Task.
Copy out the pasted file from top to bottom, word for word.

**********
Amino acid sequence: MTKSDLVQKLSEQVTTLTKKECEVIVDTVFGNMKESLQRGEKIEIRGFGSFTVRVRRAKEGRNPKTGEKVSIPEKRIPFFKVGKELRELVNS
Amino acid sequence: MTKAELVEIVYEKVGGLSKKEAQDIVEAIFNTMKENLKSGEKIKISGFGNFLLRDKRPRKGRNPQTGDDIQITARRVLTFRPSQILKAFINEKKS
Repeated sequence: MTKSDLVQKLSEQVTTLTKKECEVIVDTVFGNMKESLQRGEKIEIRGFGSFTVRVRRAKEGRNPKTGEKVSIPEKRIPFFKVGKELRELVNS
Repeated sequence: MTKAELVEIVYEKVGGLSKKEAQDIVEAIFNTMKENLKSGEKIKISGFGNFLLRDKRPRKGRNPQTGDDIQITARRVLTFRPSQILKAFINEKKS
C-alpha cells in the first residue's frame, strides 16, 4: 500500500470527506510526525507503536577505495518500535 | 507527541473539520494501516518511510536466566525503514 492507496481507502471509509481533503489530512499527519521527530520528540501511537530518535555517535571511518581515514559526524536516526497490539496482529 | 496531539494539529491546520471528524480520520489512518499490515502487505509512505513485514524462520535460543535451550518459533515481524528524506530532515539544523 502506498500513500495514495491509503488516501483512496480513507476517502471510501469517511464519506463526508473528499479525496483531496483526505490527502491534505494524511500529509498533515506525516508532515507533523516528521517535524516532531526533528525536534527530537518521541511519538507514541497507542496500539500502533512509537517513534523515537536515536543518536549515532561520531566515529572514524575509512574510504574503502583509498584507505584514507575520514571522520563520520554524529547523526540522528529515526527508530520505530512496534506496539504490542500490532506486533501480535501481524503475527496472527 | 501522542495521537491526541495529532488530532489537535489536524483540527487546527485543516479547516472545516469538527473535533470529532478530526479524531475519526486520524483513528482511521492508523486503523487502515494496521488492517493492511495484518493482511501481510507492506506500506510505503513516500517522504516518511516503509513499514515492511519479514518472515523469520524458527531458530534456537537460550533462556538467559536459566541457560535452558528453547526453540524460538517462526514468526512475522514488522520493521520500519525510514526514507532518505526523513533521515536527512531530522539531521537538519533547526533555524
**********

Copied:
Amino acid sequence: MTKSDLVQKLSEQVTTLTKKECEVIVDTVFGNMKESLQRGEKIEIRGFGSFTVRVRRAKEGRNPKTGEKVSIPEKRIPFFKVGKELRELVNS
Amino acid sequence: MTKAELVEIVYEKVGGLSKKEAQDIVEAIFNTMKENLKSGEKIKISGFGNFLLRDKRPRKGRNPQTGDDIQITARRVLTFRPSQILKAFINEKKS
Repeated sequence: MTKSDLVQKLSEQVTTLTKKECEVIVDTVFGNMKESLQRGEKIEIRGFGSFTVRVRRAKEGRNPKTGEKVSIPEKRIPFFKVGKELRELVNS
Repeated sequence: MTKAELVEIVYEKVGGLSKKEAQDIVEAIFNTMKENLKSGEKIKISGFGNFLLRDKRPRKGRNPQTGDDIQITARRVLTFRPSQILKAFINEKKS
C-alpha cells in the first residue's frame, strides 16, 4: 500500500470527506510526525507503536577505495518500535 | 507527541473539520494501516518511510536466566525503514 492507496481507502471509509481533503489530512499527519521527530520528540501511537530518535555517535571511518581515514559526524536516526497490539496482529 | 496531539494539529491546520471528524480520520489512518499490515502487505509512505513485514524462520535460543535451550518459533515481524528524506530532515539544523 502506498500513500495514495491509503488516501483512496480513507476517502471510501469517511464519506463526508473528499479525496483531496483526505490527502491534505494524511500529509498533515506525516508532515507533523516528521517535524516532531526533528525536534527530537518521541511519538507514541497507542496500539500502533512509537517513534523515537536515536543518536549515532561520531566515529572514524575509512574510504574503502583509498584507505584514507575520514571522520563520520554524529547523526540522528529515526527508530520505530512496534506496539504490542500490532506486533501480535501481524503475527496472527 | 501522542495521537491526541495529532488530532489537535489536524483540527487546527485543516479547516472545516469538527473535533470529532478530526479524531475519526486520524483513528482511521492508523486503523487502515494496521488492517493492511495484518493482511501481510507492506506500506510505503513516500517522504516518511516503509513499514515492511519479514518472515523469520524458527531458530534456537537460550533462556538467559536459566541457560535452558528453547526453540524460538517462526514468526512475522514488522520493521520500519525510514526514507532518505526523513533521515536527512531530522539531521537538519533547526533555524